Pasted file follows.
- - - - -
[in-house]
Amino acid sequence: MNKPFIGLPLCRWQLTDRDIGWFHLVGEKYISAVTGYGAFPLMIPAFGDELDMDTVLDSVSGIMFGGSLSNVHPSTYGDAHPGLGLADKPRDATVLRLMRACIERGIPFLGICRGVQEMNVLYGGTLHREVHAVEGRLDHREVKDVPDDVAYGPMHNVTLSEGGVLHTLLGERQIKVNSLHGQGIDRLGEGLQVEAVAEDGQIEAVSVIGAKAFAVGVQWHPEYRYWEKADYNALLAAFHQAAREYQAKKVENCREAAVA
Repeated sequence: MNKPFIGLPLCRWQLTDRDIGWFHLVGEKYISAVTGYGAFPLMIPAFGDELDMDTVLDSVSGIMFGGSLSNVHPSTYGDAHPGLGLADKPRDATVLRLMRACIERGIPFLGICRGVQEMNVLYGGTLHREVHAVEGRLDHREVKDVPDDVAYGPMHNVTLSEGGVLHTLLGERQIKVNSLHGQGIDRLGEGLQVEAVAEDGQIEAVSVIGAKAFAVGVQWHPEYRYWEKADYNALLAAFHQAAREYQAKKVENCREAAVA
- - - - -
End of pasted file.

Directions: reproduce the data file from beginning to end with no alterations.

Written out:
[in-house]
Amino acid sequence: MNKPFIGLPLCRWQLTDRDIGWFHLVGEKYISAVTGYGAFPLMIPAFGDELDMDTVLDSVSGIMFGGSLSNVHPSTYGDAHPGLGLADKPRDATVLRLMRACIERGIPFLGICRGVQEMNVLYGGTLHREVHAVEGRLDHREVKDVPDDVAYGPMHNVTLSEGGVLHTLLGERQIKVNSLHGQGIDRLGEGLQVEAVAEDGQIEAVSVIGAKAFAVGVQWHPEYRYWEKADYNALLAAFHQAAREYQAKKVENCREAAVA
Repeated sequence: MNKPFIGLPLCRWQLTDRDIGWFHLVGEKYISAVTGYGAFPLMIPAFGDELDMDTVLDSVSGIMFGGSLSNVHPSTYGDAHPGLGLADKPRDATVLRLMRACIERGIPFLGICRGVQEMNVLYGGTLHREVHAVEGRLDHREVKDVPDDVAYGPMHNVTLSEGGVLHTLLGERQIKVNSLHGQGIDRLGEGLQVEAVAEDGQIEAVSVIGAKAFAVGVQWHPEYRYWEKADYNALLAAFHQAAREYQAKKVENCREAAVA